In order to build efficiency, you don’t need to reduce the number of controls you’re using. Every control was created for a reason in the first place, right? What’s most important is that internal audit teams familiarise themselves with the risks involved in the financial reporting process. Conduct control rationalization reviews regularly to identify which controls are key and which are secondary.

It’s important to ask yourself; What’s being tested? What’s the best way to test each control? How much time and person-power is being committed to each control? Does the control have material impact?

Define all controls prior to testing

Leading on nicely from the first tip, it’s important to ensure the control is well-defined prior to testing. Ensure your audit team understands the control definition and who is performing what and during what time period.

Walkthroughs are key here. The sample you choose to go through in detail with the control owner should be carefully considered and the walkthrough itself should be meticulous. This equips your team with the necessary focus and understanding required to test each control.

Create efficient teams

Knowing the skills and areas of improvement of the internal audit team is vital. Ensure that each control is assigned to the best member of your team for the job. 

Measuring efficiency isn’t easy. Use industry benchmarks to discover the average number of hours a business or organization of comparable size should put into testing the number of controls you have. This way you can at least determine the efficiency of your team and make necessary changes.

Lastly, assessing the skills and areas of improvement of your team isn’t something you can do overnight. It takes time to get to know your audit team. Conduct walkthroughs, consistent status meetings using real-time dashboards, and, most importantly, coach.

Coaching and training your team

Coaching and training an internal team should be an ongoing process. The auditing world moves and shifts quickly so keeping up with the latest requirements or best practices is impossible without regular training. 

The biggest audit firms do this best so they’re a good example to follow. They hold daily or weekly check-ins to see if the plan is still on track. This is something that should be adopted in internal audit too. If a member of the audit team needs more support or guidance on how to change key factors of the control to make it more effective, this can be quickly actioned.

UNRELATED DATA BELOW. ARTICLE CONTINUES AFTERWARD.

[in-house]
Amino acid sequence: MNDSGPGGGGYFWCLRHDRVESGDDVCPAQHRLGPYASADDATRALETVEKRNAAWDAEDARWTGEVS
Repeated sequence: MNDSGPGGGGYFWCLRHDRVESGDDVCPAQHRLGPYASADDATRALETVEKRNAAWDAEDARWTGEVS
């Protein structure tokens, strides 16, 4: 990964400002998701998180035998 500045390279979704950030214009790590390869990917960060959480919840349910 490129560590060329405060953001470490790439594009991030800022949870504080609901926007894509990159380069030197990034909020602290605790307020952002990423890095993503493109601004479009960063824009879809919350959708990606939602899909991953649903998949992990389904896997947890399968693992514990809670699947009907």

Another thing the biggest audit firms do that internal audit needs to adopt too is audit automation software.

Use audit automation

SOX testing doesn’t have to be rocket science. By leveraging the right audit automation solutions, internal controls tests are simple and efficient but still comprehensive and accurate.

Many auditing tasks are still done using Microsoft Excel. However, audit projects almost always require working with huge sets of data and that’s where struggles in terms of speed and efficiency crop up.

With that in mind, finding a platform within Microsoft Excel that increases audit quality while boosting efficiency should be your number one priority. 

DataSnipper’s SOX testing solution

You can use DataSnipper to assist you in documenting Test of Controls related to the purchases cycle by creating cross-references between evidence and your testing workbook.

 

"Since we implemented DataSnipper last year, it has greatly reduced the time spent documenting and reviewing work papers. We are constantly evaluating ways to continue to leverage DataSnipper for SOX testing and operational audits. Looking forward to the increased time savings as we continue to integrate the use of the tool".
Victoria Sporn, Audit Manager – SOX & Financial, MarketAxess

Interested in DataSnipper's Sox testing solution? Calculate your potential cost savings using DataSnipper's ROI calculator.

FAQs

What is the difference between SOC and SOX controls?

SOC controls ensure data security for companies that provide services, while SOX controls focus on keeping financial reporting accurate for publicly traded companies.